Ants are often an unwelcome pest species, particularly on islands, and so its great news this week that one of the world’s worst invasive ant species – the Argentine ant, has been successfully eradicated from Tiritiri Island. Argentine ants were first discovered on Tiritiri Island in 2000, and immediately were targeted for potential eradication given their predicted severe impacts on this scientific reserve. After many years of annually reducing the population by 99%, an incredibly successful control program but still 1% short of total eradication, scientists from the New Zealand Department of Conservation continued to refine their methodologies until it has now been three years since Argentine ants were last recorded on the island.
Whereas eradications of invasive mammals is now a common and powerful conservation tool, complete eradications of other taxa has remained elusive. The successful eradication of invasive ants from Tiritiri is one of a growing number of successful ant eradications recently documented in a review of ant eradications around the world. In fact there have been over 300 ant eradications attempts around the world, and about half have been successful. This is important as invasive ants can have severe impacts on ecosystems, attacking species many times their size, such as seabirds in Hawaii.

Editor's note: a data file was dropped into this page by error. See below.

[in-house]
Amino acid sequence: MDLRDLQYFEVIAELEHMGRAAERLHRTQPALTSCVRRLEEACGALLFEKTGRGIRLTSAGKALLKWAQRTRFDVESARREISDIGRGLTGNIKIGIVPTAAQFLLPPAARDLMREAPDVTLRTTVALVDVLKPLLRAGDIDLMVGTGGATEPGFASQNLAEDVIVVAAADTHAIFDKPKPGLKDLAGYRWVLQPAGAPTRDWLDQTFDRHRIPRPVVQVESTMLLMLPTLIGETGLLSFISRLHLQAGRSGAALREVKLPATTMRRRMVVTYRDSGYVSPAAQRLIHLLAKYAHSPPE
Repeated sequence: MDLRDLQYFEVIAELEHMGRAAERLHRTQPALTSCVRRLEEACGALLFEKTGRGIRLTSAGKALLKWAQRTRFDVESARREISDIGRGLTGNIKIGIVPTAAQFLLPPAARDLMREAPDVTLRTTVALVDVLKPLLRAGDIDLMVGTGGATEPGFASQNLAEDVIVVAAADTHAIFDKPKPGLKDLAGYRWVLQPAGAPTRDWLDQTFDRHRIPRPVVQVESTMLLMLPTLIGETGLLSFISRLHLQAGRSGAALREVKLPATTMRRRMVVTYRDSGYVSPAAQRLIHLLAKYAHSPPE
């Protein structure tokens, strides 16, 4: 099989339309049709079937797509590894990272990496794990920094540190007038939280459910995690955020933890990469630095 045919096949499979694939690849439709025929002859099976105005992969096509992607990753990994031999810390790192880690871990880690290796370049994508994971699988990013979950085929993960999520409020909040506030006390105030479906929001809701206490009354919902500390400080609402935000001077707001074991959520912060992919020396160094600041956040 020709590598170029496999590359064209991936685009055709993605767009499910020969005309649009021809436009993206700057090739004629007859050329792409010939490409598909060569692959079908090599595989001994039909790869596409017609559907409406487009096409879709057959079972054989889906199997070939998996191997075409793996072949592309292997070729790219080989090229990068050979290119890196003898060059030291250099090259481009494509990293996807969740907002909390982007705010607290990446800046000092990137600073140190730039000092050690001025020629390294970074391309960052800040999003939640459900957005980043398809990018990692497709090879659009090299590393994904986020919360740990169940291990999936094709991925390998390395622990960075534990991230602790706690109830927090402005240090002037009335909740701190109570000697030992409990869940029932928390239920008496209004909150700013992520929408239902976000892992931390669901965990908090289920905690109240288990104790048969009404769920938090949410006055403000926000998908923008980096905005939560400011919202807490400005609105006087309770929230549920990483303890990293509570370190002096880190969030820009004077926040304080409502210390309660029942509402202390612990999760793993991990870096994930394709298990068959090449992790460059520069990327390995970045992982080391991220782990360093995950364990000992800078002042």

These advances in ant eradications have all been underpinned by the same rigorous science, and adaptive management, which have led to the great success in rodent and other invasive mammal eradications around the world. They’ve also been supported by charismatic companions such as Rhys-Jones – an ant detection dog. Similar advances are also being made in eradication of invasive bird species from islands in the Seychelles, and demonstrate a broadening of the conservation toolkit available for protection of and restoration of biodiversity.